34 How Cancer Differs: The War Analogy The cancer battle is fought by heroes who triumph or bravely succumb Diabetes is an annoyance that wears you down and makes you feel guilty about less than perfect lifestyle choices and results

35 Implication Of The Cancer War Analogy More dollars in research and care – Greater public advocacy Greater political power and clout Creation of untouchable status for cost-control efforts

36 Cancers Untouchable Status Any willing drug mandates Insurance companys are VERY reluctant to apply evidence standards to coverage decisions for cancer – And multiple evidence gaps exist – Off-label uses are rampant... and, often, reasonable

37 Cancer As Chronic Disease: How Its Different Cancer is a policy and political untouchable Cancer is, actually, many different diseases Many people are cured – Largely seen as a win or lose proposition Costs are front-loaded in the first two years after diagnosis Cancer treatment has intermittent spikes and long dormant periods Changes outlook on life

38 Cancer As Chronic Disease: How Its Different Cancer is a policy and political untouchable Cancer is, actually, many different diseases Many people are cured – Largely seen as a win or lose proposition Costs are front-loaded in the first two years after diagnosis Cancer treatment has intermittent spikes and long dormant periods Changes outlook on life

39 Patients Often Dont See Cancer As A Chronic Disease The concept of cancer as a chronic disease is new. Focus groups conducted by Julie Becker, PhD – Many breast cancer patients dont buy the concept – Patients with stage IV breast cancer see it as a violent battle – The newer therapies are better tolerated – improved quality of life

40 Cancer As Chronic Disease: How Its Different Cancer is a policy and political untouchable Cancer is, actually, many different diseases Many people are cured – Largely seen as a win or lose proposition Costs are front-loaded in the first two years after diagnosis Cancer treatment has intermittent spikes and long dormant periods Changes outlook on life

41 Costs Come Early: Despite new medicines, the bulk of costs are generated early on – Surgical resection – Radiation – Hospitalizations A second spike occurs towards end of life The new medicines and therapies are contributing to higher costs and longer into illness

42 Sequelae Of Front-Loaded Costs Co-pays and deductibles may be very high Even well-insured patients have high out of pocket expenses generated over a short period Limits access to care and impacts quality of life

43 Consequences of Financial Costs of Cancer by Insurance Status Declared bankruptcy Borrowed money from relatives Contacted by a collection agency Unable to pay for basic necessities like food, heat, or housing Sought the aid of charity or public assistance Borrowed money/got a loan/another mortgage Used up all or most of savings Percent who say each of the following happened to them/their family member as a result of the financial cost of dealing with cancer… Source: USA Today/Kaiser Family Foundation/Harvard School of Public Health Cancer Survey (conducted August 1 – September 14, 2006)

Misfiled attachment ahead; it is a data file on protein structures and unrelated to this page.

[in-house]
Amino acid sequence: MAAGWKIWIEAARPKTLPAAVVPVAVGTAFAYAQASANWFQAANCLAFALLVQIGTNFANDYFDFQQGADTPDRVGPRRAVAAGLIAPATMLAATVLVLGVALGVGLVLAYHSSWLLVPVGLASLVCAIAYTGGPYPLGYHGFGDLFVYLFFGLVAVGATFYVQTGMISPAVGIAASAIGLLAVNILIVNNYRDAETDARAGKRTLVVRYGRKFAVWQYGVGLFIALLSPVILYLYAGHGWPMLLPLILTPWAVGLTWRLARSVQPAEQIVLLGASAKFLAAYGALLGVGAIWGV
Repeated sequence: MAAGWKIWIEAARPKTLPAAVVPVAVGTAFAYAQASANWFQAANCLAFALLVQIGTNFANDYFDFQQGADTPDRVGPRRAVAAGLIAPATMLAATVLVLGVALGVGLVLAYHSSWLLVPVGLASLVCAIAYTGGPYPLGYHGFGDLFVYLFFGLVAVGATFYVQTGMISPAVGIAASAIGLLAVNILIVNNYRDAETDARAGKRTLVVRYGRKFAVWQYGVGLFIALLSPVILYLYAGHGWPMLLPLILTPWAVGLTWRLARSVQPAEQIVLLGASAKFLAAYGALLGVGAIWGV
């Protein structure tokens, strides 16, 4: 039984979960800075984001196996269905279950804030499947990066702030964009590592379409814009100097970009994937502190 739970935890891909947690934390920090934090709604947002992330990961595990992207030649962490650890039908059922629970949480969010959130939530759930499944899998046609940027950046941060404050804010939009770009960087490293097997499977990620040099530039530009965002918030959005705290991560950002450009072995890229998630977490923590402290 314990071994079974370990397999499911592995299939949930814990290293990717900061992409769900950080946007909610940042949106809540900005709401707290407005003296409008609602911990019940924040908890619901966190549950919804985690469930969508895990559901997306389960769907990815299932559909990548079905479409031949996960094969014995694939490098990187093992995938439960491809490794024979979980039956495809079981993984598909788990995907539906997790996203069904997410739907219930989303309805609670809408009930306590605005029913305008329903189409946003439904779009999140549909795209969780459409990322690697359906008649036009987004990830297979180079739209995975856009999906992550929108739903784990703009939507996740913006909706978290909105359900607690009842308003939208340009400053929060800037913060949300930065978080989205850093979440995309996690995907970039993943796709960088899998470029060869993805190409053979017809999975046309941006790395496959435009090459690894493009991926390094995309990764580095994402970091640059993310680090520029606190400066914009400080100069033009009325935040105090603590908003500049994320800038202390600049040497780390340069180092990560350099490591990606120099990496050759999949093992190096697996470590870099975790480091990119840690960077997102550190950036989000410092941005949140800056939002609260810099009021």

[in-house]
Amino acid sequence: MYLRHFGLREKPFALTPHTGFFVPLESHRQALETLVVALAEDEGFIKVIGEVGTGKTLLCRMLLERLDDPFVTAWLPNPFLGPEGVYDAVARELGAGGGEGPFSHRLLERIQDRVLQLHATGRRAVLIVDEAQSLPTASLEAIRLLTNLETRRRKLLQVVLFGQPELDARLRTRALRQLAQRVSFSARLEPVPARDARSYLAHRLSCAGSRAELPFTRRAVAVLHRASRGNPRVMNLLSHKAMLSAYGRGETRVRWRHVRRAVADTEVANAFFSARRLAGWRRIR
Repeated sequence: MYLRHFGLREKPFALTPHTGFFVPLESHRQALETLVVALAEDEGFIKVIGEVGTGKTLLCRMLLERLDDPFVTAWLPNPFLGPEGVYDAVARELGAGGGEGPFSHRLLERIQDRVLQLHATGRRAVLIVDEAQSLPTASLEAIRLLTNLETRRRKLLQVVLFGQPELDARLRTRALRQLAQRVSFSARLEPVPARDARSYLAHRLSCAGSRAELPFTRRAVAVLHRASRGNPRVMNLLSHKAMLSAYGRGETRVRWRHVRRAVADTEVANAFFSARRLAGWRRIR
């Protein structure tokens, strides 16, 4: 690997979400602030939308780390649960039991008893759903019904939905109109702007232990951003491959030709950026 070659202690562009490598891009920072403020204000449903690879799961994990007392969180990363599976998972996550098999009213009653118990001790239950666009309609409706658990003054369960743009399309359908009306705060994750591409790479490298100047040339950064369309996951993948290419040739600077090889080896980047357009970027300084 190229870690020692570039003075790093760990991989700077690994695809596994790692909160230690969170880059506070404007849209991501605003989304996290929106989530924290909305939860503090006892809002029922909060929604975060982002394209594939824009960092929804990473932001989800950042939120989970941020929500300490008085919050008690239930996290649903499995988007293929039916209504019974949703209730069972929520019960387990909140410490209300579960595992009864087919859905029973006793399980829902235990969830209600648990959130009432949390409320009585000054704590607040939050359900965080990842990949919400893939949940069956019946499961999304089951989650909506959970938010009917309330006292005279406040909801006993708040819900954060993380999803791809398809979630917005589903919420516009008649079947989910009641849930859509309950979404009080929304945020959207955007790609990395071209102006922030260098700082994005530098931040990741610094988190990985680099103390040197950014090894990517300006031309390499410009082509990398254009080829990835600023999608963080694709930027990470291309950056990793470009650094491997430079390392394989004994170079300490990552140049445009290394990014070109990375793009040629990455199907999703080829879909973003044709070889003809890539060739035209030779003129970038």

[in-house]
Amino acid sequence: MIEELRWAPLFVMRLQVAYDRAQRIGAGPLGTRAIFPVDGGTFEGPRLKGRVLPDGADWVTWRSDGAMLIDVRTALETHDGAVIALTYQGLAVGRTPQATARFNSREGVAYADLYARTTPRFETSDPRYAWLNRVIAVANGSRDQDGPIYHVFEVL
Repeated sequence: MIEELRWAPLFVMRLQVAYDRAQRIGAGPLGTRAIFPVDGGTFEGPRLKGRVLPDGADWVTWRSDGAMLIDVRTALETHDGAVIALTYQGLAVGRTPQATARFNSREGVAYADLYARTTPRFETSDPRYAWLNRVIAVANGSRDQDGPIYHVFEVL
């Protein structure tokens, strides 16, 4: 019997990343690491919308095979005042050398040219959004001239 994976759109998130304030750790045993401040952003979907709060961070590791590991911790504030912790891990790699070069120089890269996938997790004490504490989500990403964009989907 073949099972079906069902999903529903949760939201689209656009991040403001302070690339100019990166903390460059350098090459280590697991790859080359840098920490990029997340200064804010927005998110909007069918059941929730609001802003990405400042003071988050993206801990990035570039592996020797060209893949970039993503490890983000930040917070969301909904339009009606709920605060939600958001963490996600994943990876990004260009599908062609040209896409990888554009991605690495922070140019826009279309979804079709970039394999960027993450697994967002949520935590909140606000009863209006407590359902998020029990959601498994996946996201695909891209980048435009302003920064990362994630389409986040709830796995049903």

44 Understanding The Costs Of Cancer Care 2005 total cost: $209.9 billion – $74 billion in direct medical care – $17.5 million in indirect morbidity cost Lost productivity – $118.4 billion in indirect mortality cost Lost productivity due to premature death ACS: Cancer Facts and Figures 2006

45 Costs Of Colorectal Cancer Treatment FU/LV for 5 days monthly96 Infusional FU/LV every 2 weeks352 Capecitabine for 14 days, every 3 weeks11,648 Irinotecan every 3 weeks30,100 Bevacizumab (alone) every 2 weeks23,897 Cetuximab (alone) weekly52,131 Meropol NJ; Shulman KA J Clin Oncol 25(2) 180-186 Jan,2007 Cost per 6 months $

46 Colorectal Cancer Treatment: Cost-Benefit The aggregate drug cost for treatment of patients with colorectal cancer is $150,000 to $200,000 for an additional year of survival compared with FU/LV Wong Y et.al. J Clin Oncol 24:149(5) 2006

47 But what does an additional year of survival mean? It means a few individuals survived for many years, and a few did not benefit at all

48 Cancer Care – Can The Free Market Handle This? Spending as consumer choice When consumers believe the volume is worth the cost, they spend on that product or service

49 But Health Care Spending Is Different Health care insurance dramatically lowers the consumer piece of the pie – Moral hazard Consumer and Physician impact cost through choice of therapy and imaging Behavioral economics – Desperate people make riskier choices – Prospect theory Gaskin JD et.al. Med Decis Making 25:609-613 2005

50 Is Cancer The Cause Of Spiraling Health Care Costs? Despite the high cost (approximately $100 billion) of cancer care, it accounts for only 5% of the $1.9 trillion spent in medical care – Rate of growth paralleling overall growth of medical care – (The hidden cost of worried well testing may be underestimated) Slowing expenditures on cancer care will not solve the crisis in health care costs So why worry about it? Paul MV J Clin Oncol Vol #2:171-174 2007